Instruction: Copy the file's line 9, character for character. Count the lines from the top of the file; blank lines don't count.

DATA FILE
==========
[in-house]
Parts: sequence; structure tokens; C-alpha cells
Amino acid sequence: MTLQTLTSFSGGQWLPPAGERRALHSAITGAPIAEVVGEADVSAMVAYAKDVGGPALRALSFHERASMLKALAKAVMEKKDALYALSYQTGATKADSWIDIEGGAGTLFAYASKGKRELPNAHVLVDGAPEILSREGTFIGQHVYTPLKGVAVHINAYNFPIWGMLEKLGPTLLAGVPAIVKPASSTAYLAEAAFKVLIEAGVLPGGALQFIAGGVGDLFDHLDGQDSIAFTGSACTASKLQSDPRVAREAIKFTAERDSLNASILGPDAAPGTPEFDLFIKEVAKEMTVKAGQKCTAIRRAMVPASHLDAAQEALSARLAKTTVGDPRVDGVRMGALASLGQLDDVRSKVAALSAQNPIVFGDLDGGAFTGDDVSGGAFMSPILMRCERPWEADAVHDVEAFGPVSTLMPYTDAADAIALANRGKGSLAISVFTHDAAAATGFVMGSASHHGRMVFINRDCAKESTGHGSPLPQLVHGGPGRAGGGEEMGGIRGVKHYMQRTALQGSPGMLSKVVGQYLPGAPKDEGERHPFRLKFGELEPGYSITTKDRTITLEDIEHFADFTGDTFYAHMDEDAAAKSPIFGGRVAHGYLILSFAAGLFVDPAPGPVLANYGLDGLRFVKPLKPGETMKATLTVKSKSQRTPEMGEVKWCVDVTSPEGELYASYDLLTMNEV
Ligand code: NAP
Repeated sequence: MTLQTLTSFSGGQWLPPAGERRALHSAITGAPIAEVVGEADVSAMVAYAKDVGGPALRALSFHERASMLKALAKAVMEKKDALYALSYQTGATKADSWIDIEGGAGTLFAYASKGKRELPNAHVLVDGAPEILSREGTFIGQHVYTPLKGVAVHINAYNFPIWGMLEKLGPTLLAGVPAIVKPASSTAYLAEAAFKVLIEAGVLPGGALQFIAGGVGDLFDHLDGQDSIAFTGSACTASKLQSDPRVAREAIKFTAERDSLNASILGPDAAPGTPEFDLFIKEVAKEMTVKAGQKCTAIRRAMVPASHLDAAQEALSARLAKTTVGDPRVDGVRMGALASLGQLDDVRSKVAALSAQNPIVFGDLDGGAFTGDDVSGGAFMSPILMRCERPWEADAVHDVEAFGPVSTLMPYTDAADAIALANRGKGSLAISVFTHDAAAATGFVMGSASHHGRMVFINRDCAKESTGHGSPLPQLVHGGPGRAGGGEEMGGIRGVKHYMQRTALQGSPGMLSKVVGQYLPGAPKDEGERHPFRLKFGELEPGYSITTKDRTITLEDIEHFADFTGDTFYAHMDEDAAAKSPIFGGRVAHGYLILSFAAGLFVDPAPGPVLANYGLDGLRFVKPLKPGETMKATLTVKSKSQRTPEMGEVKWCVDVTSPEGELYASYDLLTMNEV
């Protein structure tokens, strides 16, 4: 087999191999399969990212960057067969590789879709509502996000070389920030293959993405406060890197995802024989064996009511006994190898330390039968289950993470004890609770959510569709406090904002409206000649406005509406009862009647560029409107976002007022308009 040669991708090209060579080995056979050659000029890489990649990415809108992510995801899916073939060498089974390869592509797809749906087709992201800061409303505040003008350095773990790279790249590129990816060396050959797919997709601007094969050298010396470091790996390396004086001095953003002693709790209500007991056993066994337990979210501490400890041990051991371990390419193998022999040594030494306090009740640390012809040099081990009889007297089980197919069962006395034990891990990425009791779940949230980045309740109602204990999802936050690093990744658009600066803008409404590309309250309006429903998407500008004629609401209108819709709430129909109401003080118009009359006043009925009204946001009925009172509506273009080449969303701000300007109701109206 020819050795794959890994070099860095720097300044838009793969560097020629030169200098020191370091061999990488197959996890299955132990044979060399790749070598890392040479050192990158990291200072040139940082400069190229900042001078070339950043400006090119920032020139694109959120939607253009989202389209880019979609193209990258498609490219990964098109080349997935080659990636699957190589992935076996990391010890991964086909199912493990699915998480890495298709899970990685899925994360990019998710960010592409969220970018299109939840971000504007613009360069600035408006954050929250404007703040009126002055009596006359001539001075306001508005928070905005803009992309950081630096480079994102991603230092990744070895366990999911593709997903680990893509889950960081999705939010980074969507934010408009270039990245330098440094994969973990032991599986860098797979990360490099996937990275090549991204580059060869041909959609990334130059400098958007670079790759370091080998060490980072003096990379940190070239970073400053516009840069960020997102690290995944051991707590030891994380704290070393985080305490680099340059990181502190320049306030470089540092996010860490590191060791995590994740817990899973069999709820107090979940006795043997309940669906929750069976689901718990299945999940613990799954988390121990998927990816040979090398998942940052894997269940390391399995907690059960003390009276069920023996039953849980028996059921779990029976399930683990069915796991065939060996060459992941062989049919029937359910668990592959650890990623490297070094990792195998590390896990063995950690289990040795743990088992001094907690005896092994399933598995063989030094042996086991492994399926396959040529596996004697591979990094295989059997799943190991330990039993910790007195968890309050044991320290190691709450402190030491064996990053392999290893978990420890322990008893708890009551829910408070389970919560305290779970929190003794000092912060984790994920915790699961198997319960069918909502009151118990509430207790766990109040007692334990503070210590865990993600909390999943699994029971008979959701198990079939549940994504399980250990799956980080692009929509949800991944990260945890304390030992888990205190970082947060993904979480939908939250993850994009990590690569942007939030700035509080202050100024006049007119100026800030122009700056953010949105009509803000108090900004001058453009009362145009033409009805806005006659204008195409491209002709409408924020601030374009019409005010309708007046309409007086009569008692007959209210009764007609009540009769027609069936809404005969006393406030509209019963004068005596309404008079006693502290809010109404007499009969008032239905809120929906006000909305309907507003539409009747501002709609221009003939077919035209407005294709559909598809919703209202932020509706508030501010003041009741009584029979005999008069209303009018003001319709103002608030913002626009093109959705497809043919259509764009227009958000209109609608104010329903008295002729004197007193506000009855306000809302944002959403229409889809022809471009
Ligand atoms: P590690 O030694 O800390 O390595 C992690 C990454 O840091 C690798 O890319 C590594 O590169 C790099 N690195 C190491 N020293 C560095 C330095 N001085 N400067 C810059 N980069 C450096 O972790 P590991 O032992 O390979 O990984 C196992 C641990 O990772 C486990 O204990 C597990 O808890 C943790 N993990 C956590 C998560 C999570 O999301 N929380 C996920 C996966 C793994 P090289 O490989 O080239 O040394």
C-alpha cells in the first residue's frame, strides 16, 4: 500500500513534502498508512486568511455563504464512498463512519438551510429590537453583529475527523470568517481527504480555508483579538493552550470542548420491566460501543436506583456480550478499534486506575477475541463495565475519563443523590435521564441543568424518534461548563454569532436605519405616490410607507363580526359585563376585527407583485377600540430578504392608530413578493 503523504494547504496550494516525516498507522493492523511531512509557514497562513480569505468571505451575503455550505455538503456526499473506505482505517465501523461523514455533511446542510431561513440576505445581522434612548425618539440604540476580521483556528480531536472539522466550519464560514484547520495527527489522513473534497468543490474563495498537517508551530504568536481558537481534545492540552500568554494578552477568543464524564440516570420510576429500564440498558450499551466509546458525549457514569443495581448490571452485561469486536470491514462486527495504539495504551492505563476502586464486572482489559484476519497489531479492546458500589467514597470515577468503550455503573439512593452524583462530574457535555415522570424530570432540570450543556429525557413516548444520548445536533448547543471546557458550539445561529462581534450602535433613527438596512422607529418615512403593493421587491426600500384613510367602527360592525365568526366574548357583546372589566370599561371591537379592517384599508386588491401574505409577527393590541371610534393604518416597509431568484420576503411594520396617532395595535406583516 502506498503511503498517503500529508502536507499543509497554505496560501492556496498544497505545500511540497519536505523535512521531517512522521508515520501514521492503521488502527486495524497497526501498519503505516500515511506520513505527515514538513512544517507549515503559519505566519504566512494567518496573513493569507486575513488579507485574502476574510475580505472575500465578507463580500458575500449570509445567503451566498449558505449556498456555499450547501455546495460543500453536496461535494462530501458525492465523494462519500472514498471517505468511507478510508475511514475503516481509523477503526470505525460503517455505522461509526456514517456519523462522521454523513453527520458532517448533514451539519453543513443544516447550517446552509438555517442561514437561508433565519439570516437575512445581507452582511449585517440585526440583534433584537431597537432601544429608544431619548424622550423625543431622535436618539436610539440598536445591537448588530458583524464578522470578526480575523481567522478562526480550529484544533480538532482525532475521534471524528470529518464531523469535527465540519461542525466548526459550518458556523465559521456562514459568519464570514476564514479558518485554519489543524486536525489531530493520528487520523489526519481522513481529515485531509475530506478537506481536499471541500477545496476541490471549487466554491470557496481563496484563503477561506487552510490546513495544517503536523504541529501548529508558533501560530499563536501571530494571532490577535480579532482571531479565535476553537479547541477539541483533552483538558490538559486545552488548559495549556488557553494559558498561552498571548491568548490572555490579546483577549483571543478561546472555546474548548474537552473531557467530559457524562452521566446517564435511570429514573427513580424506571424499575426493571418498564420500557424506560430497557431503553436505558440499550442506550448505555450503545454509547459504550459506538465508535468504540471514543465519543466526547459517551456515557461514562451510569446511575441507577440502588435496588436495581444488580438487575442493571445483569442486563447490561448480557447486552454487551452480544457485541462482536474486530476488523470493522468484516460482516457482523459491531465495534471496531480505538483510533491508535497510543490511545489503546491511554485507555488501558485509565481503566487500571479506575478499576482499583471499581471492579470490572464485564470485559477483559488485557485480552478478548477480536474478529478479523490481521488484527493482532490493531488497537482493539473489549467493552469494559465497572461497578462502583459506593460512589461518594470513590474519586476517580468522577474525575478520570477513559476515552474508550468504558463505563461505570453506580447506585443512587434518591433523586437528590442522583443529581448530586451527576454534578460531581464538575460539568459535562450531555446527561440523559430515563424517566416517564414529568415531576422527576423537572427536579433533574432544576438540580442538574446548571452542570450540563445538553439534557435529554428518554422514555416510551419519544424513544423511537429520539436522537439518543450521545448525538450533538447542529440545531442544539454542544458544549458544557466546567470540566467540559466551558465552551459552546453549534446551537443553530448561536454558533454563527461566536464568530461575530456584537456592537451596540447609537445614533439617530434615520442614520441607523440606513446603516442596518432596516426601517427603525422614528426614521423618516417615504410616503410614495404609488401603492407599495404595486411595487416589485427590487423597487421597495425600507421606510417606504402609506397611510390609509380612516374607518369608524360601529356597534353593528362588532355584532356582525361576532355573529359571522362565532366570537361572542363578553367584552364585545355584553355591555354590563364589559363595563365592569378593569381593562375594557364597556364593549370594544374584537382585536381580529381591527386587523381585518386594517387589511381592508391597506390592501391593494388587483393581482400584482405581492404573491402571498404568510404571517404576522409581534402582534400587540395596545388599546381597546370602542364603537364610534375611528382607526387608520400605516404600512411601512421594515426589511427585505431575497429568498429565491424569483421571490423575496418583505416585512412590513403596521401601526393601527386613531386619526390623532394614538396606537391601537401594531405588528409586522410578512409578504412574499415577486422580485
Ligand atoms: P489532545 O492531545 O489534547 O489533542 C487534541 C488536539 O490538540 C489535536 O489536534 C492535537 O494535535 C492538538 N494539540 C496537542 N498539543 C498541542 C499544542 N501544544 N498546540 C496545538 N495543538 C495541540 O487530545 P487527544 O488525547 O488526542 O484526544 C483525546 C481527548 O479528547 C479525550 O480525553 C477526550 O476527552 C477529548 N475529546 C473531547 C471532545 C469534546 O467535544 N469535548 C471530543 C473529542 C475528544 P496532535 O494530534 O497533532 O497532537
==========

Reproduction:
Ligand atoms: P489532545 O492531545 O489534547 O489533542 C487534541 C488536539 O490538540 C489535536 O489536534 C492535537 O494535535 C492538538 N494539540 C496537542 N498539543 C498541542 C499544542 N501544544 N498546540 C496545538 N495543538 C495541540 O487530545 P487527544 O488525547 O488526542 O484526544 C483525546 C481527548 O479528547 C479525550 O480525553 C477526550 O476527552 C477529548 N475529546 C473531547 C471532545 C469534546 O467535544 N469535548 C471530543 C473529542 C475528544 P496532535 O494530534 O497533532 O497532537